In order to obtain an appropriate comparison, we examined also the Italian herbarium specimens of Sicilian P. mascula subsp. russoi (in BO, CLU, FI, NA, PAL, PI, RO, VE) and of peninsular Italian P. mascula subsp. mascula (in BO, CLU, FI, PI, RO).


Habitus — Sardinian individuals are usually less high and voluminous than Paeonia mascula s. l. They rarely branch out at the base, and leaves do not come off much from the stalk (fig. 5).

Fig. 5 — P. morisii in flower.

Fig. 6 — P. morisii. lower surface of leaflet.

Fig. 7 — Fruits of P. morisii.

Stem — The new species is characterized by an evidently purplish and coriaceous stem (figs. 6, 7), while the consistence is less tough in both the subspecies of P. mascula; moreover, the red stripes are absent or present mostly at the base.

Leaves — The number of leaflets is always very unsteady in both the subspecies of P. mascula: there are from 3 to 27 segments in middle and lower leaves, with an average of 12-15. Sardinian Paeonia shows a variability from 7 to 20 in middle and lower leaves and from 1 to 4 in the upper, but the number is almost always 9 in middle and lower leaves, and 3 in the upper. As regards the shape and the size of segments, the new species is characterized by a less marked variability than that of the two P. mascula subspecies, and the segments are usually smaller. The leaves are thicker in the new species, and the upper surface is brighter.

The hairiness is one of the most significant characters of Sardinian populations; in fact, it distinguishes for quantity and quality from that of the two subspecies of P. mascula. P. morisii has ever long and crinkled hairs, which are twisted and irregularly bent on different levels; it is abundantly placed on lower surface of foliar leaflets, even if some individuals can occasionally show a smaller or bigger reduction of hairiness. On the other hand, P. mascula Mill, subsp. mascula is always glabrous or subglabrous, and the subsp. russoi (Biv.) Cullen & Heywood has leaves, which can vary from subglabrous to tomentouse, with either long or short hair, but always right and quite regularly arranged (figs. 8-11).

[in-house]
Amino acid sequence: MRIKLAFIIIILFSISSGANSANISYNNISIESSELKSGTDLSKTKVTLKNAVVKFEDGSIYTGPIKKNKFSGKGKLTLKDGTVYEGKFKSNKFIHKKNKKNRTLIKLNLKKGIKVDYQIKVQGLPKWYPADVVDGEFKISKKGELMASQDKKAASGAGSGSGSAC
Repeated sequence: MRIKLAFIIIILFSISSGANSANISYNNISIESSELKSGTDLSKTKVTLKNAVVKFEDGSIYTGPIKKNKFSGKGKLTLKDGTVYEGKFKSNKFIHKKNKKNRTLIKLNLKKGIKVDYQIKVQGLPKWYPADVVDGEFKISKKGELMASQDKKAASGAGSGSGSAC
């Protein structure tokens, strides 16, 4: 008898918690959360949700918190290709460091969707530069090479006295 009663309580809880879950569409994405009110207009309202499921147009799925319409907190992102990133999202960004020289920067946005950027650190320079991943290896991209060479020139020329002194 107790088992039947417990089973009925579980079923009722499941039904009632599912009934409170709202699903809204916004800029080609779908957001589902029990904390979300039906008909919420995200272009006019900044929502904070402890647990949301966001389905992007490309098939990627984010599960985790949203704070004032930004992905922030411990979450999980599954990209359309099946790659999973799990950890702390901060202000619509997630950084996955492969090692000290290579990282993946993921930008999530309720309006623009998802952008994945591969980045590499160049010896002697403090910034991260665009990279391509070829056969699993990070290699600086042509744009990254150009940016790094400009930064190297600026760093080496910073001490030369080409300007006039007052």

Figs. 8-11 —SEM view of hairs oflower surface of leaflets: P. morisii. (figs. 8-9) and P. mascula subsp. russoi (figs. 10-11).

Fruit — In P. mascula s. l. follicles are never purplish, more regular and bigger than in P. morisii; moreover, they show a rounded apex and curve more backward.

It is easy to discriminate the new species from P. coriacea Boiss. and P. cambessedesii (Willk.) Willk., because in the last two follicles are glabrous, whereas in P. morisii they are densely covered by short hairs (cf. fig. 7).


Sardinian plants are characterized by a 2n=10 chromosomical number; this distinguishes them well from material of P. mascula s.l. (2n=20) analysed until now, both from Sicily (Raimondo et al., 1983) and peninsular Italy (Bernardo et al., 1995; L. Peruzzi, pers. com.). Many literary dates are difficultly interpretable, since they are apparently contradictory: Barber (1941) and Stern et al. (1944) indicated a 2n=20 for Sicilian, Sardinian and Corse P. russoi, without specifying which material was examined; the same for Cullen & Heywood (1964), which indicated a 2n=20 for P. russoi of Western Mediterranean Islands; Tzanoudakis (1983) indicated a 2n=10 for Greek P. russoi and 2n=20 for Greek P. mascula; at last, Sopova (1971) in Macedonia and Koeva & Sarcova (1993) in Bulgaria indicated 2n=10 for P. mascula.


Paeonia morisii shows a wide ecological plasticity, from woody habitat to occasional open ground, unlike both the subspecies of P. mascula that occurs nearly exclusively in woods.


We wish to thank Directors and Keepers of mentioned Herbaria who have kindly provided us with the exiccata of studied species; moreover, we are grateful to Prof. Ignazio Camarda and Dr. Vincenzo Satta for the informations and the useful suggestions they have given us; finally our thanks to Jessica Barbieri for the translation help.